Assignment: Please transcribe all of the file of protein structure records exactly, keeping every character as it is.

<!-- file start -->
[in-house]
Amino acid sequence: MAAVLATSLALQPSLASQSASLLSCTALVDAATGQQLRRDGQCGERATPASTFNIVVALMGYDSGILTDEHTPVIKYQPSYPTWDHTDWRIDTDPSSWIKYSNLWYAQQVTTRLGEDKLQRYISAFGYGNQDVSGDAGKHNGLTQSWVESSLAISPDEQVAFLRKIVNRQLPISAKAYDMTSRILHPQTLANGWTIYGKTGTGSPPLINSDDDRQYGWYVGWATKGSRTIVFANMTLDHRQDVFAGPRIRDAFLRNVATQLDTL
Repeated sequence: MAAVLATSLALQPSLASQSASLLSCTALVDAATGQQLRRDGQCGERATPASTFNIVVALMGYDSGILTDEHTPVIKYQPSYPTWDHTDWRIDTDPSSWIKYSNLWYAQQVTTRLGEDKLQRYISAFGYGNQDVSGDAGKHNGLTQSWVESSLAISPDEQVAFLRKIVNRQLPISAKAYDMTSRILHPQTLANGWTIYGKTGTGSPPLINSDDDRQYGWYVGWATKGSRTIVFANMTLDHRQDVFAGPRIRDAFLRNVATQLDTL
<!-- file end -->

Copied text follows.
[in-house]
Amino acid sequence: MAAVLATSLALQPSLASQSASLLSCTALVDAATGQQLRRDGQCGERATPASTFNIVVALMGYDSGILTDEHTPVIKYQPSYPTWDHTDWRIDTDPSSWIKYSNLWYAQQVTTRLGEDKLQRYISAFGYGNQDVSGDAGKHNGLTQSWVESSLAISPDEQVAFLRKIVNRQLPISAKAYDMTSRILHPQTLANGWTIYGKTGTGSPPLINSDDDRQYGWYVGWATKGSRTIVFANMTLDHRQDVFAGPRIRDAFLRNVATQLDTL
Repeated sequence: MAAVLATSLALQPSLASQSASLLSCTALVDAATGQQLRRDGQCGERATPASTFNIVVALMGYDSGILTDEHTPVIKYQPSYPTWDHTDWRIDTDPSSWIKYSNLWYAQQVTTRLGEDKLQRYISAFGYGNQDVSGDAGKHNGLTQSWVESSLAISPDEQVAFLRKIVNRQLPISAKAYDMTSRILHPQTLANGWTIYGKTGTGSPPLINSDDDRQYGWYVGWATKGSRTIVFANMTLDHRQDVFAGPRIRDAFLRNVATQLDTL